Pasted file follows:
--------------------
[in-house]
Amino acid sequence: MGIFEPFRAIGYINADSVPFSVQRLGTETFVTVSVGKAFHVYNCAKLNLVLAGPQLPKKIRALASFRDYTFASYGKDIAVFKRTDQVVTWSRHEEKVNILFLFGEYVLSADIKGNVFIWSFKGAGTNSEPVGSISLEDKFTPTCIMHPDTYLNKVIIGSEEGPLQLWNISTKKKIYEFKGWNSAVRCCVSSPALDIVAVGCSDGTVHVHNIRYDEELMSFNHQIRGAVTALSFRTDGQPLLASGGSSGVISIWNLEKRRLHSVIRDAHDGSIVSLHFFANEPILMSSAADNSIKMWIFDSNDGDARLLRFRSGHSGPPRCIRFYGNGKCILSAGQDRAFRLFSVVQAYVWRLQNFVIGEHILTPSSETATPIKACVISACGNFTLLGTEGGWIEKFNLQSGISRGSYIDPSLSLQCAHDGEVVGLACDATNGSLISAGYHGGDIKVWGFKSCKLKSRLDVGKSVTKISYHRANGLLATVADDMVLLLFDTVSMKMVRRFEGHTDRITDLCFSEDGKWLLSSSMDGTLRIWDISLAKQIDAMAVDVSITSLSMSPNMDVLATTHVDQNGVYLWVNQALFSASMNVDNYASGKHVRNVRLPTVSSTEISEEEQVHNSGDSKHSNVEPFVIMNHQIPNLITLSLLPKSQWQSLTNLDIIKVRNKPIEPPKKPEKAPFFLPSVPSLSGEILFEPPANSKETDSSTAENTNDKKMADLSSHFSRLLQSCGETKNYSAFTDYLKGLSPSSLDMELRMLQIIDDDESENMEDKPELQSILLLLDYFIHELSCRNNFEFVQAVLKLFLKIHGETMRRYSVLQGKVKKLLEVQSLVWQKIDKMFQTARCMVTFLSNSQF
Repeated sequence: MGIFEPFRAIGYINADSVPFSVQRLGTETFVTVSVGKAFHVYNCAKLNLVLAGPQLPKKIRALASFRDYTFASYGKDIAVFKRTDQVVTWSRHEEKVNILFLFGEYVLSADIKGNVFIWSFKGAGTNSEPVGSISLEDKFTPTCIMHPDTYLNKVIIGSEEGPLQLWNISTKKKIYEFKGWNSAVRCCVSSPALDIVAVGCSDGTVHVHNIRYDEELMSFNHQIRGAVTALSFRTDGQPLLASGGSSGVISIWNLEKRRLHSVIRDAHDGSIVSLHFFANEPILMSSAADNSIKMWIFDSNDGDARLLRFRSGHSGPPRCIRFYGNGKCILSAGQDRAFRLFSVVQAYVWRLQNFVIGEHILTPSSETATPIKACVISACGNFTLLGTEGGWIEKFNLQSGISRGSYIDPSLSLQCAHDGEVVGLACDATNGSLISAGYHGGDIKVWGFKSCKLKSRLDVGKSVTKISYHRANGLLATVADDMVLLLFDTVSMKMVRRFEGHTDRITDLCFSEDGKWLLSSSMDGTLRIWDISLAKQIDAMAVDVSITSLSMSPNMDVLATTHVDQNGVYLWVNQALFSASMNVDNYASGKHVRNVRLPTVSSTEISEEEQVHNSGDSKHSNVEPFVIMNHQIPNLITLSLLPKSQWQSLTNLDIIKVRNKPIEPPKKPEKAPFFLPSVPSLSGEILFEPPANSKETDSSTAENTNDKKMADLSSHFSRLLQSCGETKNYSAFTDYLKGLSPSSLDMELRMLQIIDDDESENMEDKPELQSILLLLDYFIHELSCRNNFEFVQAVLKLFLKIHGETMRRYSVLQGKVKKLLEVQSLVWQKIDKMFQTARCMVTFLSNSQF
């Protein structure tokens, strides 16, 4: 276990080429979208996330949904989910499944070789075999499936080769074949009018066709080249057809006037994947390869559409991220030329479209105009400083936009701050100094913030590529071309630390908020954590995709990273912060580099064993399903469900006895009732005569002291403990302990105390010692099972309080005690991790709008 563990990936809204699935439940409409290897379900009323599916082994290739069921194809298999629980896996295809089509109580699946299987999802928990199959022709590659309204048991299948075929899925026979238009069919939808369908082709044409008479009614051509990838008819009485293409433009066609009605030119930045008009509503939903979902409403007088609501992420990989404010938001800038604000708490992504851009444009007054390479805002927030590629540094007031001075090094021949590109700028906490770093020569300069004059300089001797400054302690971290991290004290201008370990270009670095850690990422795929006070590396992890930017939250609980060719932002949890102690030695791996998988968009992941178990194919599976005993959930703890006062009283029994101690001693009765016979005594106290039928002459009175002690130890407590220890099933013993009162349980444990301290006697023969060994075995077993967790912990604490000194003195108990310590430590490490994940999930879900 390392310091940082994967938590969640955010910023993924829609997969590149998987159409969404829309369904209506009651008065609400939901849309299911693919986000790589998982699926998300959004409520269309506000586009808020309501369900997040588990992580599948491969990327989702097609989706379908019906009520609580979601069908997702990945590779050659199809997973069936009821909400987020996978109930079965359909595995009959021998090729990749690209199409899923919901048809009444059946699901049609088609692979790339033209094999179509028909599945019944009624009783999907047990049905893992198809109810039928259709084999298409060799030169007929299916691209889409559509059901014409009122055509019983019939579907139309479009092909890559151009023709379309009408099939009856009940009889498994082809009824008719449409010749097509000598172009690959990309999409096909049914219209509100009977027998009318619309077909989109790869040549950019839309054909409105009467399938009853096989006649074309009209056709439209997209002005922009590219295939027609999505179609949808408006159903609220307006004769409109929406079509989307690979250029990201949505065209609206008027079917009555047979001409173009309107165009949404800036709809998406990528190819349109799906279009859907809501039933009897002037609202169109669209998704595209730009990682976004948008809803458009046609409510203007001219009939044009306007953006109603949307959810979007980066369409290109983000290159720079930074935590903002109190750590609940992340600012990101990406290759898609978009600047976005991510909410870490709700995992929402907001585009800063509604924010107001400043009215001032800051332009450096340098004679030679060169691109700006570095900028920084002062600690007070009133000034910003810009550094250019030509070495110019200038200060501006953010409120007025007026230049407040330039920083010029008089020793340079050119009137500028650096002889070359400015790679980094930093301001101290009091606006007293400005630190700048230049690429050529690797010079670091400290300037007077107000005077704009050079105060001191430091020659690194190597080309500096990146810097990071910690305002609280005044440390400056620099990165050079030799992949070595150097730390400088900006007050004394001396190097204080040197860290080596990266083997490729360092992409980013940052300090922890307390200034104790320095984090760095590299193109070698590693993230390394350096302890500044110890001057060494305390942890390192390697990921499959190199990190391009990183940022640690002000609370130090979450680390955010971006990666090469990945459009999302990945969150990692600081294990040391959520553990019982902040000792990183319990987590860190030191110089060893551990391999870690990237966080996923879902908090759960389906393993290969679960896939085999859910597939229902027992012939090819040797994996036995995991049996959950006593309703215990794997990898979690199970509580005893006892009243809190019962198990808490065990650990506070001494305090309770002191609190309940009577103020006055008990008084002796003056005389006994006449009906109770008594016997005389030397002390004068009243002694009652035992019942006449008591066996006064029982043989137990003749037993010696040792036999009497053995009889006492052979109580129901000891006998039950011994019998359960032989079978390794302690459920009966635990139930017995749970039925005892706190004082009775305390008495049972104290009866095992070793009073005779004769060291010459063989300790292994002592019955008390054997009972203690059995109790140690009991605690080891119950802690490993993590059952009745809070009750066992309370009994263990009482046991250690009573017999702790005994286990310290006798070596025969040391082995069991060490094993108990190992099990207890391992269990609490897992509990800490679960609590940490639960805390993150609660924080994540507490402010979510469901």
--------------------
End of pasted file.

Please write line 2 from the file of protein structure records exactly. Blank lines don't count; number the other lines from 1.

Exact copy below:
Amino acid sequence: MGIFEPFRAIGYINADSVPFSVQRLGTETFVTVSVGKAFHVYNCAKLNLVLAGPQLPKKIRALASFRDYTFASYGKDIAVFKRTDQVVTWSRHEEKVNILFLFGEYVLSADIKGNVFIWSFKGAGTNSEPVGSISLEDKFTPTCIMHPDTYLNKVIIGSEEGPLQLWNISTKKKIYEFKGWNSAVRCCVSSPALDIVAVGCSDGTVHVHNIRYDEELMSFNHQIRGAVTALSFRTDGQPLLASGGSSGVISIWNLEKRRLHSVIRDAHDGSIVSLHFFANEPILMSSAADNSIKMWIFDSNDGDARLLRFRSGHSGPPRCIRFYGNGKCILSAGQDRAFRLFSVVQAYVWRLQNFVIGEHILTPSSETATPIKACVISACGNFTLLGTEGGWIEKFNLQSGISRGSYIDPSLSLQCAHDGEVVGLACDATNGSLISAGYHGGDIKVWGFKSCKLKSRLDVGKSVTKISYHRANGLLATVADDMVLLLFDTVSMKMVRRFEGHTDRITDLCFSEDGKWLLSSSMDGTLRIWDISLAKQIDAMAVDVSITSLSMSPNMDVLATTHVDQNGVYLWVNQALFSASMNVDNYASGKHVRNVRLPTVSSTEISEEEQVHNSGDSKHSNVEPFVIMNHQIPNLITLSLLPKSQWQSLTNLDIIKVRNKPIEPPKKPEKAPFFLPSVPSLSGEILFEPPANSKETDSSTAENTNDKKMADLSSHFSRLLQSCGETKNYSAFTDYLKGLSPSSLDMELRMLQIIDDDESENMEDKPELQSILLLLDYFIHELSCRNNFEFVQAVLKLFLKIHGETMRRYSVLQGKVKKLLEVQSLVWQKIDKMFQTARCMVTFLSNSQF